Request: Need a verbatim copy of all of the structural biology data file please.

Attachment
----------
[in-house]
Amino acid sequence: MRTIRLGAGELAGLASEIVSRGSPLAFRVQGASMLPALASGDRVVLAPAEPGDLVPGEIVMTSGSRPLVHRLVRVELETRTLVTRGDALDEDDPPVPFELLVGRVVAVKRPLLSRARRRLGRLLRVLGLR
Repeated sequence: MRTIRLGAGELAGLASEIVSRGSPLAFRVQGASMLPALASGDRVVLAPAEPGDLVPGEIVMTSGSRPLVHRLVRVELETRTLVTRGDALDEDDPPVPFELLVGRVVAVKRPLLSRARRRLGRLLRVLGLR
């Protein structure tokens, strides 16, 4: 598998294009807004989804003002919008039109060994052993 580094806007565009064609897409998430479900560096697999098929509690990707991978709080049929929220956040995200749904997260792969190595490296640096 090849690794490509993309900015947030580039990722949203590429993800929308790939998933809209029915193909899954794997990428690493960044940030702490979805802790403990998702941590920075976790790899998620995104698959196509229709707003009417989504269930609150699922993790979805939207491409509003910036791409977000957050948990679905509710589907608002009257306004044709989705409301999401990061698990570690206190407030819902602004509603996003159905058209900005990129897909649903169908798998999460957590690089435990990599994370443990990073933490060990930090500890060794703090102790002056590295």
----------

[in-house]
Amino acid sequence: MRTIRLGAGELAGLASEIVSRGSPLAFRVQGASMLPALASGDRVVLAPAEPGDLVPGEIVMTSGSRPLVHRLVRVELETRTLVTRGDALDEDDPPVPFELLVGRVVAVKRPLLSRARRRLGRLLRVLGLR
Repeated sequence: MRTIRLGAGELAGLASEIVSRGSPLAFRVQGASMLPALASGDRVVLAPAEPGDLVPGEIVMTSGSRPLVHRLVRVELETRTLVTRGDALDEDDPPVPFELLVGRVVAVKRPLLSRARRRLGRLLRVLGLR
């Protein structure tokens, strides 16, 4: 598998294009807004989804003002919008039109060994052993 580094806007565009064609897409998430479900560096697999098929509690990707991978709080049929929220956040995200749904997260792969190595490296640096 090849690794490509993309900015947030580039990722949203590429993800929308790939998933809209029915193909899954794997990428690493960044940030702490979805802790403990998702941590920075976790790899998620995104698959196509229709707003009417989504269930609150699922993790979805939207491409509003910036791409977000957050948990679905509710589907608002009257306004044709989705409301999401990061698990570690206190407030819902602004509603996003159905058209900005990129897909649903169908798998999460957590690089435990990599994370443990990073933490060990930090500890060794703090102790002056590295």